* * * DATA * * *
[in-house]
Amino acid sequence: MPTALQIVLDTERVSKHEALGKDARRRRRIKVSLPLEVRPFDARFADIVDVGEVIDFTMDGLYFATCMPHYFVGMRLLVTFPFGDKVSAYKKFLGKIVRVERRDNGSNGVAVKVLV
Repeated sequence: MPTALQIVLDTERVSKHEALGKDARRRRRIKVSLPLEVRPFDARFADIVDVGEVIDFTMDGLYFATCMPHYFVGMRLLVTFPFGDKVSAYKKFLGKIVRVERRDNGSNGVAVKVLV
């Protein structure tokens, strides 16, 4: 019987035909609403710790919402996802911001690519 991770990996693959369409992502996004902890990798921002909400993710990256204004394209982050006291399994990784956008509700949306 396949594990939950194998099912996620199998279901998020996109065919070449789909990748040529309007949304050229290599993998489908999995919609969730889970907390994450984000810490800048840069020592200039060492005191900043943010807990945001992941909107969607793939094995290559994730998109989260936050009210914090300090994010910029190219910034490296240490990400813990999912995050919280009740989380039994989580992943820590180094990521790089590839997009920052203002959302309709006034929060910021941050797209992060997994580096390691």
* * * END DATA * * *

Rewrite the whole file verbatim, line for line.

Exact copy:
[in-house]
Amino acid sequence: MPTALQIVLDTERVSKHEALGKDARRRRRIKVSLPLEVRPFDARFADIVDVGEVIDFTMDGLYFATCMPHYFVGMRLLVTFPFGDKVSAYKKFLGKIVRVERRDNGSNGVAVKVLV
Repeated sequence: MPTALQIVLDTERVSKHEALGKDARRRRRIKVSLPLEVRPFDARFADIVDVGEVIDFTMDGLYFATCMPHYFVGMRLLVTFPFGDKVSAYKKFLGKIVRVERRDNGSNGVAVKVLV
């Protein structure tokens, strides 16, 4: 019987035909609403710790919402996802911001690519 991770990996693959369409992502996004902890990798921002909400993710990256204004394209982050006291399994990784956008509700949306 396949594990939950194998099912996620199998279901998020996109065919070449789909990748040529309007949304050229290599993998489908999995919609969730889970907390994450984000810490800048840069020592200039060492005191900043943010807990945001992941909107969607793939094995290559994730998109989260936050009210914090300090994010910029190219910034490296240490990400813990999912995050919280009740989380039994989580992943820590180094990521790089590839997009920052203002959302309709006034929060910021941050797209992060997994580096390691």